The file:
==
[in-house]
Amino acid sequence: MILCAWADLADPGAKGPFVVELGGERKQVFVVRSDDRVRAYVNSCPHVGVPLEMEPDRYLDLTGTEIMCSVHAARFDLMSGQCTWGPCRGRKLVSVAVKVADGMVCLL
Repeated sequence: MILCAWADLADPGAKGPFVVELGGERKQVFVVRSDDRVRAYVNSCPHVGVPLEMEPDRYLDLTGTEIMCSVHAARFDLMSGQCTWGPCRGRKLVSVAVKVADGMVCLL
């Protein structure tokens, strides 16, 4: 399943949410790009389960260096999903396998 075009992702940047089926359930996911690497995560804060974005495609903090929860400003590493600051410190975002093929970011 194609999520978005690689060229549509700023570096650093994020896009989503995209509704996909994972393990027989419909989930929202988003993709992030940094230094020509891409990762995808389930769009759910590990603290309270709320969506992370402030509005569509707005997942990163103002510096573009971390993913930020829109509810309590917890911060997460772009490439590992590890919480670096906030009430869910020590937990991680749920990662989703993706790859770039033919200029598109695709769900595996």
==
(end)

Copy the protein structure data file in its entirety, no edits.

[in-house]
Amino acid sequence: MILCAWADLADPGAKGPFVVELGGERKQVFVVRSDDRVRAYVNSCPHVGVPLEMEPDRYLDLTGTEIMCSVHAARFDLMSGQCTWGPCRGRKLVSVAVKVADGMVCLL
Repeated sequence: MILCAWADLADPGAKGPFVVELGGERKQVFVVRSDDRVRAYVNSCPHVGVPLEMEPDRYLDLTGTEIMCSVHAARFDLMSGQCTWGPCRGRKLVSVAVKVADGMVCLL
């Protein structure tokens, strides 16, 4: 399943949410790009389960260096999903396998 075009992702940047089926359930996911690497995560804060974005495609903090929860400003590493600051410190975002093929970011 194609999520978005690689060229549509700023570096650093994020896009989503995209509704996909994972393990027989419909989930929202988003993709992030940094230094020509891409990762995808389930769009759910590990603290309270709320969506992370402030509005569509707005997942990163103002510096573009971390993913930020829109509810309590917890911060997460772009490439590992590890919480670096906030009430869910020590937990991680749920990662989703993706790859770039033919200029598109695709769900595996």